The visuals in these episodes are as spotty as the storytelling itself. Some of the battles are masterfully executed—Ichigo's showdown with Zangetsu is full of bold lines and striking angles, while the snowy setting of Hitsugaya's fight is at once beautiful yet forbidding. But other times, viewers have to sit through unimaginative staging that can ruin even the most exciting sword fight: front view, side view, front view, close-up of weapon, and so on. Shoddy animation quality makes it worse, with a sluggish frame rate, off-model characters, and dull, low-detail backgrounds dragging down on certain episodes. In moments like these, the only eye candy factor comes from the Zanpakuto power-ups, but since those moves are already familiar to fans, it's not like the visuals are exactly fresh. At least there's more creativity in the designs of the personified Zanpakuto. This motley crew of characters—some noble, some fearsome, some comical—is a fun exercise in seeing how a sword's "personality" might be represented in reality.
If familiar sword-fighting moves can be recycled, why not the background music that goes with it? That's basically what happens here, as well-known snippets of the Bleach soundtrack pop up again and again in each episode. The music's dark, dramatic edge fits well with the events of this story arc, but all the reused content shows a lack of effort. Meanwhile, the hard-rock theme songs provide a boost of energy to the beginning and ending of each episode, even if they sound too much alike.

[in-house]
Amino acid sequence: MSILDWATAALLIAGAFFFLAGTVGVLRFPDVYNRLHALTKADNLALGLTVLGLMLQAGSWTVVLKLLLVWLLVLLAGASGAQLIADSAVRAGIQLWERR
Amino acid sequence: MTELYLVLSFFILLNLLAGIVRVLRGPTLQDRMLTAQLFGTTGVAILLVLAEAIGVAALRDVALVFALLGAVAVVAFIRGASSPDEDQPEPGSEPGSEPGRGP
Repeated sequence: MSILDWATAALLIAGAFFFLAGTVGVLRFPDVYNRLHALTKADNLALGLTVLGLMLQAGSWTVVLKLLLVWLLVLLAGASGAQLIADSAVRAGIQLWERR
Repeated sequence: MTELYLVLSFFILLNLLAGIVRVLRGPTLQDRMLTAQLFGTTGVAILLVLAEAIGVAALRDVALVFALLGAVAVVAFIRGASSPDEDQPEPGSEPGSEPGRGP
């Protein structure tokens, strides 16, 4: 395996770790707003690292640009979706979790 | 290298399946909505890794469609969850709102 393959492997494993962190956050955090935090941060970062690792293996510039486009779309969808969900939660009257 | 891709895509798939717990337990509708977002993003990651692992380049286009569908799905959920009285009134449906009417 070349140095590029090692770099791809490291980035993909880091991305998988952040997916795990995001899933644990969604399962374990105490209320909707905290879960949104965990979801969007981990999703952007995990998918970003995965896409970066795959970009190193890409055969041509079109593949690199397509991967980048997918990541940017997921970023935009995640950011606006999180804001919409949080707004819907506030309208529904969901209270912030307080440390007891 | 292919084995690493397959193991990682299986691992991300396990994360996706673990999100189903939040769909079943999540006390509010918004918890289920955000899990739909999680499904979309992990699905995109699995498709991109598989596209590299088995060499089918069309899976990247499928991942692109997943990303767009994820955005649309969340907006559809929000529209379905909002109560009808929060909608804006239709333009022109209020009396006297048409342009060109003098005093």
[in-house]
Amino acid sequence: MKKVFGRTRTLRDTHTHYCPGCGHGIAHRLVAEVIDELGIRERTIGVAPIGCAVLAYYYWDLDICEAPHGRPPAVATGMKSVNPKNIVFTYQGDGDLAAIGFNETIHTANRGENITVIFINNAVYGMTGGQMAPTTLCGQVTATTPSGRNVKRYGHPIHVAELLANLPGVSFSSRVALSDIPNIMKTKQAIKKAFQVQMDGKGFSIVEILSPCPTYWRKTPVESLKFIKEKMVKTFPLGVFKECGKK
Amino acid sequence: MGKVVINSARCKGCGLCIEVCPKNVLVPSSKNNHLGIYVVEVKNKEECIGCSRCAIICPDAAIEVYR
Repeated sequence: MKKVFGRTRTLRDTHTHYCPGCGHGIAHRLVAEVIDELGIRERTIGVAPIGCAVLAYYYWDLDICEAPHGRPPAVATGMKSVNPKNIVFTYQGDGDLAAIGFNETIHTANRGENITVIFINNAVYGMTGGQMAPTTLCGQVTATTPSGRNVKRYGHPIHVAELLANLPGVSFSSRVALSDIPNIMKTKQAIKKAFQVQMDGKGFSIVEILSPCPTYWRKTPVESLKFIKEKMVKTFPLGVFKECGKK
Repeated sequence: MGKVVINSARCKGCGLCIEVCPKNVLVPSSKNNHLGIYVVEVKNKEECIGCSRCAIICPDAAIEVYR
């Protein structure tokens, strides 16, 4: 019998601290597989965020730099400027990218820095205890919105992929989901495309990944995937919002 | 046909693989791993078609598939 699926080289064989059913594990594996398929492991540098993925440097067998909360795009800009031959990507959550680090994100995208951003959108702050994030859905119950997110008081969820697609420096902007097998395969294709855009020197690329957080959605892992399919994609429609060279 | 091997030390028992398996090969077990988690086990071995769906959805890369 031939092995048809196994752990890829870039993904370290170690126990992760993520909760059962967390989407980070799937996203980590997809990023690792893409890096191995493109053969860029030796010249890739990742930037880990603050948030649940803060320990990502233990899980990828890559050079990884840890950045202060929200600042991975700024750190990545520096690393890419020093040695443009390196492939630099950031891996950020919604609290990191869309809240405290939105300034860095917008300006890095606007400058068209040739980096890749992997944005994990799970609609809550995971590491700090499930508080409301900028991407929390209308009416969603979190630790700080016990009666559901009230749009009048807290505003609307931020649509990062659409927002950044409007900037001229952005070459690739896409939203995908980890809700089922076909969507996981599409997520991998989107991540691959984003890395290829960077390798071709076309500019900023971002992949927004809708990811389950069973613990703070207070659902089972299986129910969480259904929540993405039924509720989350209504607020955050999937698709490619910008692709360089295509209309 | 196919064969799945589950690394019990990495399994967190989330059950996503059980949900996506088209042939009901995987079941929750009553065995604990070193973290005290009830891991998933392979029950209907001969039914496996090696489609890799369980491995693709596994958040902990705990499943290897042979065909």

The voice-acting advantage clearly goes to the Japanese cast in this episode, as the English dub often ends up sounding fake, as if the characters didn't believe in their own emotions. It's not so much of a problem with well-established, serious personalities like Ichigo or Byakuya, but distinctive roles like hot-headed Renji, flighty Rangiku, or even the brooding Muramasa try too hard to live up to a stereotype instead of simply being the character. The translation is correct, the voice casting is about right, but the delivery is where the dub falls short. These discs also come up pretty short on extras: a clean opening and ending, some production art, and the 30-second omake segments that originally came after each episode's TV airing.
In this story arc, Bleach proves to be just as frustrating as it is exciting. Here's a really great idea, one that promises new villains to fight against and a new way to look at the characters ... and then poor story execution ends up running that idea into the ground. Inconsistent animation quality hurts it even further. We could have learned about the unique bonds between weapons and their wielders, but a lot of the time it's just supporting characters yelling "I'm the strongest!" and trying to overpower their Zanpakuto. There could have been some grand visual displays (which does happen in the case of Ichigo and a couple of others), but more often it's a display of third-rate animation and the same old spiritual powers viewers have seen before. What would happen if a hero's weapon came to life? The answer to that open-ended question deserves a better treatment than this one.
Overall (dub) : C-
Overall (sub) : C+
Story : D+
Animation : D
Art : B
Music : C
+ The "swords come to life" concept paves the way for unique character designs and thrilling fight scenes, while a twist of betrayal adds intrigue later on.